I listened to you I really did but I had to.


We waited as long as we could before telling you so that you’d have less time to worry, but it was the hardest twelve weeks for you.

You refused to talk about the baby, couldn’t acknowledge it.

I tried to reassure you I was having the best care and the doctors were looking after me really thoroughly but nothing helped, and seriously who was I kidding?! I could barely calm myself.


Right up until I went into hospital when you hugged me tight and begged me to keep this baby safe so we could bring it home.


All day your grandma said you were quiet. Anxious.

When I rang to say you had a baby sister, your relief was palpable.

You arrived at the hospital with the biggest smile. You looked lighter and happier than I’d seen in a long time.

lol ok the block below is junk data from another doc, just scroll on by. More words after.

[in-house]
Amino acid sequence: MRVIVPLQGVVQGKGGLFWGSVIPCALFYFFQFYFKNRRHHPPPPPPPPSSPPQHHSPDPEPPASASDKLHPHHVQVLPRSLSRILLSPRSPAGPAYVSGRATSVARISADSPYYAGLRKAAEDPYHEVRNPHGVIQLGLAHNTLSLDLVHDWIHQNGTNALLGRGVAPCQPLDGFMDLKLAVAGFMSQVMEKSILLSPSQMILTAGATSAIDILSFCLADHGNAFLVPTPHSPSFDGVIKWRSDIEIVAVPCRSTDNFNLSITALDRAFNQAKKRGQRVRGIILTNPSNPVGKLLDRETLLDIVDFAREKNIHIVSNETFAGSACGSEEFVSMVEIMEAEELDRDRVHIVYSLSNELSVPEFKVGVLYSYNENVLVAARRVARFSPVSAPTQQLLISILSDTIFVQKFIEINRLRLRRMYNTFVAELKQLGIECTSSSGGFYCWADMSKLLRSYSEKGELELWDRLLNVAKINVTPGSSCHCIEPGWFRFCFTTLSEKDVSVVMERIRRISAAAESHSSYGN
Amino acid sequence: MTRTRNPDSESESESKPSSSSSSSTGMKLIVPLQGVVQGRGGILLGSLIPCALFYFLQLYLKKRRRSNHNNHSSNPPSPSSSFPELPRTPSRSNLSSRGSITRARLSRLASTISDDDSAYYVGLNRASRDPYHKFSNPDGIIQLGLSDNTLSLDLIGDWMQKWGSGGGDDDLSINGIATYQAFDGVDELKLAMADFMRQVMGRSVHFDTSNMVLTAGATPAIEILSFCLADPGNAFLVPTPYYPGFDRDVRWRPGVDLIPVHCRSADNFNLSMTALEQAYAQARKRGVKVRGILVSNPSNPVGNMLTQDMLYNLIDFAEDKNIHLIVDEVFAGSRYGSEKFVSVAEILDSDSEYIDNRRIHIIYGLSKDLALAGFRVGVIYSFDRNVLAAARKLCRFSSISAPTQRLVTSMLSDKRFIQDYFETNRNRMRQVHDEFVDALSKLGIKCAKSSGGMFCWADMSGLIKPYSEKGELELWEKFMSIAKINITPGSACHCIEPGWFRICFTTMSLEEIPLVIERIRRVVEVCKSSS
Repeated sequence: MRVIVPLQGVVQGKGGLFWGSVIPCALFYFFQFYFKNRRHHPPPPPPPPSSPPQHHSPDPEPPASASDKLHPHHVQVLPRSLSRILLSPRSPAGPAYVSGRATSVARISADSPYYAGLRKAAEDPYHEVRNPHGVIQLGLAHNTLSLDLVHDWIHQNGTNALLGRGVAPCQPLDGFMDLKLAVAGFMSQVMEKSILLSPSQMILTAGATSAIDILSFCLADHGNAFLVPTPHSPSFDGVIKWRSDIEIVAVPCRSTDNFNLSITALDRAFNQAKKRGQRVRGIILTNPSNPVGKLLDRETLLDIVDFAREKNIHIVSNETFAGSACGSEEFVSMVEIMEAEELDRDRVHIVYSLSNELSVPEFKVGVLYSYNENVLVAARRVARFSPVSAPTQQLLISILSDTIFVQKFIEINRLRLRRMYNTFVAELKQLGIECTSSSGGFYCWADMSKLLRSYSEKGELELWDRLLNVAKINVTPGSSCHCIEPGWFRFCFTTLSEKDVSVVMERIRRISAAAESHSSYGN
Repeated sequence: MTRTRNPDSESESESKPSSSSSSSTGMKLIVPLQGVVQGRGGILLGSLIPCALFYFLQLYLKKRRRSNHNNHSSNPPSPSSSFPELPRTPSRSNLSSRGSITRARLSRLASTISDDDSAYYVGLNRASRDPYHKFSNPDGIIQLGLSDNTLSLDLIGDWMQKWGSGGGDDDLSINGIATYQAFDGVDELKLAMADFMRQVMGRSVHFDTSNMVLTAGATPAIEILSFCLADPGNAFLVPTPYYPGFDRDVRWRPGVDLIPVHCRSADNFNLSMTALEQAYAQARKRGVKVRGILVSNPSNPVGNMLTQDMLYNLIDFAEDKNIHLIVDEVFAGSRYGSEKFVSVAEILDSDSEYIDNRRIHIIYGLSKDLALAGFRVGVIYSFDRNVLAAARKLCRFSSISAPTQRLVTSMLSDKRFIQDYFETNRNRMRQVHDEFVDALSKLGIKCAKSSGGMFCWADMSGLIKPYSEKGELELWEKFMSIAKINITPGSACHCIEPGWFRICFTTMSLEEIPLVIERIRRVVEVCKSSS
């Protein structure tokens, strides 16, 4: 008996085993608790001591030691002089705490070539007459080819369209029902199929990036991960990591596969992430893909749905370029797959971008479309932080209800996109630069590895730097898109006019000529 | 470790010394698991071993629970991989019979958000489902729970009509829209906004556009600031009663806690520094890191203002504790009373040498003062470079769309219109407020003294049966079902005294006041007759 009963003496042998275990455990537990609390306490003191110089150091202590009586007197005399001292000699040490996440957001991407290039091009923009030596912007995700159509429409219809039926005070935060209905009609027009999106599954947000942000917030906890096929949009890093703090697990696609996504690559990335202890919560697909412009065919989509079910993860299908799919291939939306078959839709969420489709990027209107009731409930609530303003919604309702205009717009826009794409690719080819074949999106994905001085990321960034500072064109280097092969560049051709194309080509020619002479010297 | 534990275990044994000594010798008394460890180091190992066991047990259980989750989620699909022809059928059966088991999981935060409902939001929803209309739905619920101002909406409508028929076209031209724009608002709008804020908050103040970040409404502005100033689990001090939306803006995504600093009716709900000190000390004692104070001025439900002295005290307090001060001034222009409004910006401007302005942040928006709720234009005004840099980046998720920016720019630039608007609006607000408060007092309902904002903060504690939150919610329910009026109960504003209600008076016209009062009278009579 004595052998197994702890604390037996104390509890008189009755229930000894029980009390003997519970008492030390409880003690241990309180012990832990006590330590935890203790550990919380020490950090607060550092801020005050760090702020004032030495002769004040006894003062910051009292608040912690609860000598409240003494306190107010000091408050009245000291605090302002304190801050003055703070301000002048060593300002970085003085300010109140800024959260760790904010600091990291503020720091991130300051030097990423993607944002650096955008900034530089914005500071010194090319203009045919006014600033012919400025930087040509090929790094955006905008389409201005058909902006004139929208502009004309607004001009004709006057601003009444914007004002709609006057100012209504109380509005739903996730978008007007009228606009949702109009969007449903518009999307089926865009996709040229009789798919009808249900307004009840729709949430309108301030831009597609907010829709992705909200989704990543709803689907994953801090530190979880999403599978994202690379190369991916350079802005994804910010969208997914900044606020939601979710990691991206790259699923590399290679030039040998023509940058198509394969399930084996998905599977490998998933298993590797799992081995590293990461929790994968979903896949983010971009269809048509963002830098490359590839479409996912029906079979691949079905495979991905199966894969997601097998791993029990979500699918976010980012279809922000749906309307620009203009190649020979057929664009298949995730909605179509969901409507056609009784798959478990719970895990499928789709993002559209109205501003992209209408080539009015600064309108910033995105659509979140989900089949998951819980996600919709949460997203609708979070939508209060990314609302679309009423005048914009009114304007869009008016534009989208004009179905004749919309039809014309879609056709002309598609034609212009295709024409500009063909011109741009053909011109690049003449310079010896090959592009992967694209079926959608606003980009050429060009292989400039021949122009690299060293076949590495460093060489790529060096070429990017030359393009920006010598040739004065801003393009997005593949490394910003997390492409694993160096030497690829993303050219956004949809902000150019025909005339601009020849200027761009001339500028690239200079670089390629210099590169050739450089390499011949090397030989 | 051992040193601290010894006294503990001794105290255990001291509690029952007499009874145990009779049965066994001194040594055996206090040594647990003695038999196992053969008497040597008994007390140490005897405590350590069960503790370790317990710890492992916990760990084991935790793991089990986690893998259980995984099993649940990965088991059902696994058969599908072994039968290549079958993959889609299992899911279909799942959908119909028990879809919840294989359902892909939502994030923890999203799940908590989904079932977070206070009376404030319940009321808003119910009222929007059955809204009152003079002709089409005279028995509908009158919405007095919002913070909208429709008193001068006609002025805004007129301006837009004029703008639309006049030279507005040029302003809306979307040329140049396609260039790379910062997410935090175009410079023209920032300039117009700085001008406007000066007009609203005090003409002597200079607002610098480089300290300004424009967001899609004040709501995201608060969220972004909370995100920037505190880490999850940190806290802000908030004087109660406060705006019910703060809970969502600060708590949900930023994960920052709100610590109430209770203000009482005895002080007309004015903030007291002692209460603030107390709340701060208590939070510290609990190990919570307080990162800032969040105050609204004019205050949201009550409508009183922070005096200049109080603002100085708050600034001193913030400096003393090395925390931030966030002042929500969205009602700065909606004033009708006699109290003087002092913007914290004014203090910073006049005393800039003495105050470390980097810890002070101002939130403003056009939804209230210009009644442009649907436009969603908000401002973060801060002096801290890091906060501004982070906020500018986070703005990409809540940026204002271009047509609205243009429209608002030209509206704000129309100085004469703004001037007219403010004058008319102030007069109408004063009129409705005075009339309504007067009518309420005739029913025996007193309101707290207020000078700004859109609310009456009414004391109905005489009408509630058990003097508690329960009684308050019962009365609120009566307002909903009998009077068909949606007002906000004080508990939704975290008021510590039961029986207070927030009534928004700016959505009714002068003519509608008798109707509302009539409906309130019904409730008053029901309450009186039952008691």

You adore Seraphina. You all do. She’s healed our hearts in a way that’s impossible to describe.


I love you all so much my precious boys. I’m so sorry you’ve had so much heartbreak and devastation to cope with, I’d have done anything to have protected you from it but I couldn’t and together we’ve come through this and are living again with a smile on our faces and hope in our hearts.


I wish you could see in yourselves what I see in you and I hope one day you will.


You are perfect, you are strong and most of all you are kind, courageous and brave.